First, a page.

Million-2-1 will pass at least 35p in every pound spent on the mobile phone-based lottery - all of the profits from the game - over to the charity's Full Stop campaign.
Mobile phone users who play the lottery will have the chance of winning up to £25,000 each week.
Million-2-1, which also supplies games to mobile networks for profit, was awarded the UK's first text message lottery licence by the Gaming Board of Great Britain, after spending a year developing the technology and the brand in conjunction with the NSPCC.
The licence allows it to develop more than one lottery, so it is expected to develop many more with a number of partners, which could include more charities.
"Unlike the National Lottery, Million-2-1's single beneficiary lotteries will enable players to decide exactly where to target their donation," said Chris Sheffield, chief executive of Million-2-1.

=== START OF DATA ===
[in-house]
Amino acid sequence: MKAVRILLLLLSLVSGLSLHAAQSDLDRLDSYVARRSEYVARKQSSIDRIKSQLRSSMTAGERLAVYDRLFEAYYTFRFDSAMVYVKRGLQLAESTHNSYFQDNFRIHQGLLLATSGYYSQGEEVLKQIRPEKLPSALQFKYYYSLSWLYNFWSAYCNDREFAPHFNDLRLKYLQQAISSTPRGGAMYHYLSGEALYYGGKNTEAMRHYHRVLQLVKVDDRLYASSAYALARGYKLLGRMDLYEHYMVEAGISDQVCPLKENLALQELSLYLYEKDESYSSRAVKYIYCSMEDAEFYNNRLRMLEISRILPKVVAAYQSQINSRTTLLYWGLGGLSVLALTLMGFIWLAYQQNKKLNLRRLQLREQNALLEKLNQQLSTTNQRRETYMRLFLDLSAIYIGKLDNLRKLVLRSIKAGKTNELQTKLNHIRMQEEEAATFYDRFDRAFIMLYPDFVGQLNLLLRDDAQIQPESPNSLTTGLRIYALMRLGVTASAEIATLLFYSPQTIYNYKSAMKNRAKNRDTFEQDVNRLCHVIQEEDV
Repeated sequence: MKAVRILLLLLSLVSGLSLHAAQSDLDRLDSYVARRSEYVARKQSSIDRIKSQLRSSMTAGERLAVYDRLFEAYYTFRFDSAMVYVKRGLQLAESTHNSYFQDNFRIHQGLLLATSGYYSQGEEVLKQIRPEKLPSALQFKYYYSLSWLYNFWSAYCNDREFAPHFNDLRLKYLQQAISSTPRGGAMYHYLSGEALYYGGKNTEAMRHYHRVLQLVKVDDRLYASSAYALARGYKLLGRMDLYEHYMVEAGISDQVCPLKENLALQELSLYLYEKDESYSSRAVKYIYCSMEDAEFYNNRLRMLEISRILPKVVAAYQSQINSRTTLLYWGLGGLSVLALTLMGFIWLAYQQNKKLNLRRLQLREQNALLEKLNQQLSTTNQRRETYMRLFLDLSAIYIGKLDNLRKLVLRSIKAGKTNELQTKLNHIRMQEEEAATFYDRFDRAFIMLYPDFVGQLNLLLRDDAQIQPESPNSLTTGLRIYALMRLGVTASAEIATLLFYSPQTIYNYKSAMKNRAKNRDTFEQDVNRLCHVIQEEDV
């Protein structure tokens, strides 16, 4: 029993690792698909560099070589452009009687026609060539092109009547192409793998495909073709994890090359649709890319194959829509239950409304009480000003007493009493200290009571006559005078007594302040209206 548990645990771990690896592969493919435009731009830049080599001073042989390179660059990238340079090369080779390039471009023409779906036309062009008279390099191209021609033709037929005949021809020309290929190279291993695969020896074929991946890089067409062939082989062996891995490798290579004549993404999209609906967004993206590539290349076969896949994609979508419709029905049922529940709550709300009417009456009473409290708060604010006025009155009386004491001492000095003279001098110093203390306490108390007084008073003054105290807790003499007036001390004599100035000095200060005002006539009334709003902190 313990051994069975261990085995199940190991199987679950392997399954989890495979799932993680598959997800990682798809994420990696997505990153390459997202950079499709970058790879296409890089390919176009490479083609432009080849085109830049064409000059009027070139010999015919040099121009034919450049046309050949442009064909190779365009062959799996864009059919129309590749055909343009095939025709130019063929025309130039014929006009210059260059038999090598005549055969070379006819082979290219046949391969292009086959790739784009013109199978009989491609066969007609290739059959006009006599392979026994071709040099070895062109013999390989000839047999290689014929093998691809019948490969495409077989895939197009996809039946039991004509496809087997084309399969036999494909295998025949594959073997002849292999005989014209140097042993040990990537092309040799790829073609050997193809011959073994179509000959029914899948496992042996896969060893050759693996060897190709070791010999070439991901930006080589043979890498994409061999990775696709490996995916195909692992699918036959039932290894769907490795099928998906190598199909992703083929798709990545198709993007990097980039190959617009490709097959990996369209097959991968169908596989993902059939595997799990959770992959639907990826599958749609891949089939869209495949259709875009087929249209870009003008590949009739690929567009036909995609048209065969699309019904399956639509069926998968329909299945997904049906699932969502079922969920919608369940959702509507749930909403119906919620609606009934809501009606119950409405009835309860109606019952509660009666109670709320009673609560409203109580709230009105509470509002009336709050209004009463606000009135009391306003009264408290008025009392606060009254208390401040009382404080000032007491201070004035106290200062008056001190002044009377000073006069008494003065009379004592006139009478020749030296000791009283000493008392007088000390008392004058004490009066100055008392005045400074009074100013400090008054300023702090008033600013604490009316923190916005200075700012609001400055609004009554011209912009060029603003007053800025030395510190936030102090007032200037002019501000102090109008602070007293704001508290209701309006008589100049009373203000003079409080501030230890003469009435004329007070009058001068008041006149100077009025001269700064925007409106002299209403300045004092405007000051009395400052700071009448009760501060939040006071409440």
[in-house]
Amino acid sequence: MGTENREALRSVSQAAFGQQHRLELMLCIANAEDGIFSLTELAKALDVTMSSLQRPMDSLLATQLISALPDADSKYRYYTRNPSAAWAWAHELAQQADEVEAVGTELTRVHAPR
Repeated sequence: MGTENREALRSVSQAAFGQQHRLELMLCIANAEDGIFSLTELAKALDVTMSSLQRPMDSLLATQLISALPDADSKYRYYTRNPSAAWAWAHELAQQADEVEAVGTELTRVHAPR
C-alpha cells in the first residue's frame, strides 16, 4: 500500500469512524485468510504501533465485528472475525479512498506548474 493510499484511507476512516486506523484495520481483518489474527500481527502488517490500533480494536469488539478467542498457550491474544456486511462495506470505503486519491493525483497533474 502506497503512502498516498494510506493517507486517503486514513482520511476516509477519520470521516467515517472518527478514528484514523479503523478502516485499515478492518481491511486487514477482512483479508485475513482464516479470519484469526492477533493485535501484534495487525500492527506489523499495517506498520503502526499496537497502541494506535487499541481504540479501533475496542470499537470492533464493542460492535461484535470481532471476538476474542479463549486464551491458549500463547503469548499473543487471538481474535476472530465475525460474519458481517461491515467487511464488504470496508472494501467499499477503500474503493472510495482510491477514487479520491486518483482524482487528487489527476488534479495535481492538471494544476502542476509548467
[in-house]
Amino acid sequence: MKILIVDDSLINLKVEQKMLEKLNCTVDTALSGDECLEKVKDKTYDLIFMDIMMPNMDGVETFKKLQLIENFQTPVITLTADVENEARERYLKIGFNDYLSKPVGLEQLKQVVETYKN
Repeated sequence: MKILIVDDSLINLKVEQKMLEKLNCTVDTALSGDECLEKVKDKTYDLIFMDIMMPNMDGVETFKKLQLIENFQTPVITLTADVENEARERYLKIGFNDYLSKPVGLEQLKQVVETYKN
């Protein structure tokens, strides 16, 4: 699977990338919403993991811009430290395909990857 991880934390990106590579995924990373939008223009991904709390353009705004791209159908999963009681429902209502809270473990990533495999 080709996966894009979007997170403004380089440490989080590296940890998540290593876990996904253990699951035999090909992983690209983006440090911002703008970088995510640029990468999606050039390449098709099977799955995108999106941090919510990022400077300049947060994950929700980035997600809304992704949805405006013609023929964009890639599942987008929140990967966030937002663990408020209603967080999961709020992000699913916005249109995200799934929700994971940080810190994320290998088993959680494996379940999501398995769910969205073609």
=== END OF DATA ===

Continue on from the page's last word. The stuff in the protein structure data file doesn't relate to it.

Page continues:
The company hopes the game will attract young consumers who have previously shunned traditional methods of gambling.
The mobile lottery is not the only fresh fundraising source that the NSPCC is cashing in on thanks to new technology - it is also set to benefit from an online donation service developed by Alliance & Leicester Commercial Bank.
The service enables anyone with a debit or credit card to log on to charitypay.co.uk and make a donation to the NSPCC. Donors do not need an online bank account and the service is free to users. It has been used in the past by the Roy Castle Lung Cancer Foundation, but the partnership with the NSPCC will allow Alliance & Leicester to boost its profile and promote it to other charities.